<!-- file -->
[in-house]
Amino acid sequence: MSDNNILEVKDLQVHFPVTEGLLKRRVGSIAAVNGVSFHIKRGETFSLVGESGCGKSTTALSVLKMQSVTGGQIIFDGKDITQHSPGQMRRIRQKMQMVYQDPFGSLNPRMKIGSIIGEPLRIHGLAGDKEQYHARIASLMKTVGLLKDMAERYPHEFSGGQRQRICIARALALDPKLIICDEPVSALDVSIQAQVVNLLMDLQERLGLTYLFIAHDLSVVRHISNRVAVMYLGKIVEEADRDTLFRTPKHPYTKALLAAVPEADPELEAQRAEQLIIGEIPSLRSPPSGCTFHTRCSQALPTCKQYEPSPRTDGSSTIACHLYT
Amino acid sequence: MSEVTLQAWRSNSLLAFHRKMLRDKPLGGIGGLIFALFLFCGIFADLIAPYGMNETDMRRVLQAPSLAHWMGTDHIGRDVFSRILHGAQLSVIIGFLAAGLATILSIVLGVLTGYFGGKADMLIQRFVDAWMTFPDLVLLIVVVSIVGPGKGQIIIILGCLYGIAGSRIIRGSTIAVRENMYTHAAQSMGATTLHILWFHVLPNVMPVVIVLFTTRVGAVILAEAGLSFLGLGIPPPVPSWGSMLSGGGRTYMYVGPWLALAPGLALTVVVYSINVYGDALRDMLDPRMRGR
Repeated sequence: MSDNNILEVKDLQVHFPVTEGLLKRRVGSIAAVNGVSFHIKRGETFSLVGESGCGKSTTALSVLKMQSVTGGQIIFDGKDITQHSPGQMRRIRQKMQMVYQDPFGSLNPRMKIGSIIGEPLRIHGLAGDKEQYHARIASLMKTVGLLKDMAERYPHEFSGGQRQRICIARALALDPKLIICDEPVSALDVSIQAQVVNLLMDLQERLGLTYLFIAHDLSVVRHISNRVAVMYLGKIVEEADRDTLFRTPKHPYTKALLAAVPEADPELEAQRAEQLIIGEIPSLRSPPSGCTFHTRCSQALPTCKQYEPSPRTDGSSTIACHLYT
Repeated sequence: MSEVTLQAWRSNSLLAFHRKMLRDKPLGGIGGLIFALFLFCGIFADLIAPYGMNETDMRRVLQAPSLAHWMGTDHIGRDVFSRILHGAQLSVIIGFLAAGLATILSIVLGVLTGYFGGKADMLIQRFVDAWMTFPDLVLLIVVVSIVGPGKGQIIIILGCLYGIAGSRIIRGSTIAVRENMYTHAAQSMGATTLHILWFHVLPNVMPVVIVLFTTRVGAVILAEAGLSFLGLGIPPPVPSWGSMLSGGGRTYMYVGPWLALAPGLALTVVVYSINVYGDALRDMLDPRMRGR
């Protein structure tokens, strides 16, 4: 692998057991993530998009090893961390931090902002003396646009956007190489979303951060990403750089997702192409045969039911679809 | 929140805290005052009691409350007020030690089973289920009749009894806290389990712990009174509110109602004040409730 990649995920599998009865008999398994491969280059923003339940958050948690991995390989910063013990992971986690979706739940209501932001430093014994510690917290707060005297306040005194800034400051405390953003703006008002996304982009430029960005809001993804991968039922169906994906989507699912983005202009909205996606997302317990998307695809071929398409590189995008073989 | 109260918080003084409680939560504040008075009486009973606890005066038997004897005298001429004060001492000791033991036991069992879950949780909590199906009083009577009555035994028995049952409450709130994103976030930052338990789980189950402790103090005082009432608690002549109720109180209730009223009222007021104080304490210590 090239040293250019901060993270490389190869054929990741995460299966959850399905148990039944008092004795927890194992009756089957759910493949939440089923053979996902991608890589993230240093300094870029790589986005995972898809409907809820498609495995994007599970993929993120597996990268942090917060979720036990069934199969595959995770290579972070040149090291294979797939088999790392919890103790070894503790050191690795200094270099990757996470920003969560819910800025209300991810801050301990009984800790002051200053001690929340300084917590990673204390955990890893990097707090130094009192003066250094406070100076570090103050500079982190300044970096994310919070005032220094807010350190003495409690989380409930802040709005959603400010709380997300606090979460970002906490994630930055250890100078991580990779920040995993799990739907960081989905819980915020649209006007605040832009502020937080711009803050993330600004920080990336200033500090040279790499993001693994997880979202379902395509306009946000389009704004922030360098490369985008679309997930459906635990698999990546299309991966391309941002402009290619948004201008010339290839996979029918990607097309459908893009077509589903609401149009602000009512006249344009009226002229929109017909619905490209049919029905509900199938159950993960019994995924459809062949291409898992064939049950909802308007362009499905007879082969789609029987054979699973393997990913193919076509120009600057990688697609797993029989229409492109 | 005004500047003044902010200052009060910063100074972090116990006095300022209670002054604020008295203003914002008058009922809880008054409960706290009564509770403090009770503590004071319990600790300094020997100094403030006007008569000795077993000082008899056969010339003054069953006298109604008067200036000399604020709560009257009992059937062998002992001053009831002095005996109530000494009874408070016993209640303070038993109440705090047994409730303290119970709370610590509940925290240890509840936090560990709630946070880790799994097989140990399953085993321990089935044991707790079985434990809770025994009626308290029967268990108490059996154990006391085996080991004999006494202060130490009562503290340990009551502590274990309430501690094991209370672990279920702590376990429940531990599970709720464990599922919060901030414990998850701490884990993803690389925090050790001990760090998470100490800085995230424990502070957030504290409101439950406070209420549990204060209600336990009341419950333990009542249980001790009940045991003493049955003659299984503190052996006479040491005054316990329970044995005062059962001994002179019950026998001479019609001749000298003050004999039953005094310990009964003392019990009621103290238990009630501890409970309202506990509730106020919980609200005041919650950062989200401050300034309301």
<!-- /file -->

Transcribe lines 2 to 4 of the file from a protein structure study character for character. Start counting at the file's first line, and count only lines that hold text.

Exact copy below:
Amino acid sequence: MSDNNILEVKDLQVHFPVTEGLLKRRVGSIAAVNGVSFHIKRGETFSLVGESGCGKSTTALSVLKMQSVTGGQIIFDGKDITQHSPGQMRRIRQKMQMVYQDPFGSLNPRMKIGSIIGEPLRIHGLAGDKEQYHARIASLMKTVGLLKDMAERYPHEFSGGQRQRICIARALALDPKLIICDEPVSALDVSIQAQVVNLLMDLQERLGLTYLFIAHDLSVVRHISNRVAVMYLGKIVEEADRDTLFRTPKHPYTKALLAAVPEADPELEAQRAEQLIIGEIPSLRSPPSGCTFHTRCSQALPTCKQYEPSPRTDGSSTIACHLYT
Amino acid sequence: MSEVTLQAWRSNSLLAFHRKMLRDKPLGGIGGLIFALFLFCGIFADLIAPYGMNETDMRRVLQAPSLAHWMGTDHIGRDVFSRILHGAQLSVIIGFLAAGLATILSIVLGVLTGYFGGKADMLIQRFVDAWMTFPDLVLLIVVVSIVGPGKGQIIIILGCLYGIAGSRIIRGSTIAVRENMYTHAAQSMGATTLHILWFHVLPNVMPVVIVLFTTRVGAVILAEAGLSFLGLGIPPPVPSWGSMLSGGGRTYMYVGPWLALAPGLALTVVVYSINVYGDALRDMLDPRMRGR
Repeated sequence: MSDNNILEVKDLQVHFPVTEGLLKRRVGSIAAVNGVSFHIKRGETFSLVGESGCGKSTTALSVLKMQSVTGGQIIFDGKDITQHSPGQMRRIRQKMQMVYQDPFGSLNPRMKIGSIIGEPLRIHGLAGDKEQYHARIASLMKTVGLLKDMAERYPHEFSGGQRQRICIARALALDPKLIICDEPVSALDVSIQAQVVNLLMDLQERLGLTYLFIAHDLSVVRHISNRVAVMYLGKIVEEADRDTLFRTPKHPYTKALLAAVPEADPELEAQRAEQLIIGEIPSLRSPPSGCTFHTRCSQALPTCKQYEPSPRTDGSSTIACHLYT